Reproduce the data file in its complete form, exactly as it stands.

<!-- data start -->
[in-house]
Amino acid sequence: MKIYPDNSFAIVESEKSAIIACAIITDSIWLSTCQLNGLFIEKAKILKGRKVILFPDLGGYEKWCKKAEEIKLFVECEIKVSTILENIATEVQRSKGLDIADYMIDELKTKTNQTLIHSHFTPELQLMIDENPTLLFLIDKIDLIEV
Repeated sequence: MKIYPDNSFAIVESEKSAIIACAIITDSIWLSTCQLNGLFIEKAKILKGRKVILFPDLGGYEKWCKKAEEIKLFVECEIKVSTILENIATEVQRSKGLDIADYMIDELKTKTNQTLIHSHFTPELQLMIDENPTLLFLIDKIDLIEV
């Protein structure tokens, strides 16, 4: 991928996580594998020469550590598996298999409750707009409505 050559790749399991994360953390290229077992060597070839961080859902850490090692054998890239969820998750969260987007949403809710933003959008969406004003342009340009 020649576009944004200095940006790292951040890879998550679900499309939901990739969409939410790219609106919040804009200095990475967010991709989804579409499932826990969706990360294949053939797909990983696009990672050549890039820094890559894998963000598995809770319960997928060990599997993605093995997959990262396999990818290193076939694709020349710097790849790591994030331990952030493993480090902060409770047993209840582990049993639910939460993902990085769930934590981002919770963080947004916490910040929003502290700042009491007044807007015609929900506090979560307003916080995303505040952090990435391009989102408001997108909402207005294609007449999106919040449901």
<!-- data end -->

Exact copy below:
[in-house]
Amino acid sequence: MKIYPDNSFAIVESEKSAIIACAIITDSIWLSTCQLNGLFIEKAKILKGRKVILFPDLGGYEKWCKKAEEIKLFVECEIKVSTILENIATEVQRSKGLDIADYMIDELKTKTNQTLIHSHFTPELQLMIDENPTLLFLIDKIDLIEV
Repeated sequence: MKIYPDNSFAIVESEKSAIIACAIITDSIWLSTCQLNGLFIEKAKILKGRKVILFPDLGGYEKWCKKAEEIKLFVECEIKVSTILENIATEVQRSKGLDIADYMIDELKTKTNQTLIHSHFTPELQLMIDENPTLLFLIDKIDLIEV
């Protein structure tokens, strides 16, 4: 991928996580594998020469550590598996298999409750707009409505 050559790749399991994360953390290229077992060597070839961080859902850490090692054998890239969820998750969260987007949403809710933003959008969406004003342009340009 020649576009944004200095940006790292951040890879998550679900499309939901990739969409939410790219609106919040804009200095990475967010991709989804579409499932826990969706990360294949053939797909990983696009990672050549890039820094890559894998963000598995809770319960997928060990599997993605093995997959990262396999990818290193076939694709020349710097790849790591994030331990952030493993480090902060409770047993209840582990049993639910939460993902990085769930934590981002919770963080947004916490910040929003502290700042009491007044807007015609929900506090979560307003916080995303505040952090990435391009989102408001997108909402207005294609007449999106919040449901």